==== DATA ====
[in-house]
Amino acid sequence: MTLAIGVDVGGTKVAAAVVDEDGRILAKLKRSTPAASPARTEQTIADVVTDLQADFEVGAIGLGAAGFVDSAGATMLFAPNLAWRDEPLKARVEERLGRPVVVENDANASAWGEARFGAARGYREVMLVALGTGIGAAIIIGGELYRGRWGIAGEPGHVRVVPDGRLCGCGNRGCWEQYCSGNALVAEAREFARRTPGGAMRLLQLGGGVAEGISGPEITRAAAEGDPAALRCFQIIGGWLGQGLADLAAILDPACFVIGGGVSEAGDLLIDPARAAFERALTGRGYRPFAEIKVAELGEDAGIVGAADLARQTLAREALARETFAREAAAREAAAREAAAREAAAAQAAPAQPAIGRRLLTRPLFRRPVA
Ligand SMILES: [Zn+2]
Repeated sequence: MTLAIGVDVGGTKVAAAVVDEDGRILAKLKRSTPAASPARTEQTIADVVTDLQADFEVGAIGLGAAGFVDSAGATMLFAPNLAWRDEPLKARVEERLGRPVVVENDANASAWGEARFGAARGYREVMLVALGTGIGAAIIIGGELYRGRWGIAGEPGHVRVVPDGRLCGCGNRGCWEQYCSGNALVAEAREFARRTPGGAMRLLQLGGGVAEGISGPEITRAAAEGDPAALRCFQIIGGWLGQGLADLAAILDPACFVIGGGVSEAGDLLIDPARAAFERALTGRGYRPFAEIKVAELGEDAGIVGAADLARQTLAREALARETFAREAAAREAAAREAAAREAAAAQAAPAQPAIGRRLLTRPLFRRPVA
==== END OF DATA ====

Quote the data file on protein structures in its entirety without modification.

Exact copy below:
[in-house]
Amino acid sequence: MTLAIGVDVGGTKVAAAVVDEDGRILAKLKRSTPAASPARTEQTIADVVTDLQADFEVGAIGLGAAGFVDSAGATMLFAPNLAWRDEPLKARVEERLGRPVVVENDANASAWGEARFGAARGYREVMLVALGTGIGAAIIIGGELYRGRWGIAGEPGHVRVVPDGRLCGCGNRGCWEQYCSGNALVAEAREFARRTPGGAMRLLQLGGGVAEGISGPEITRAAAEGDPAALRCFQIIGGWLGQGLADLAAILDPACFVIGGGVSEAGDLLIDPARAAFERALTGRGYRPFAEIKVAELGEDAGIVGAADLARQTLAREALARETFAREAAAREAAAREAAAREAAAAQAAPAQPAIGRRLLTRPLFRRPVA
Ligand SMILES: [Zn+2]
Repeated sequence: MTLAIGVDVGGTKVAAAVVDEDGRILAKLKRSTPAASPARTEQTIADVVTDLQADFEVGAIGLGAAGFVDSAGATMLFAPNLAWRDEPLKARVEERLGRPVVVENDANASAWGEARFGAARGYREVMLVALGTGIGAAIIIGGELYRGRWGIAGEPGHVRVVPDGRLCGCGNRGCWEQYCSGNALVAEAREFARRTPGGAMRLLQLGGGVAEGISGPEITRAAAEGDPAALRCFQIIGGWLGQGLADLAAILDPACFVIGGGVSEAGDLLIDPARAAFERALTGRGYRPFAEIKVAELGEDAGIVGAADLARQTLAREALARETFAREAAAREAAAREAAAREAAAAQAAPAQPAIGRRLLTRPLFRRPVA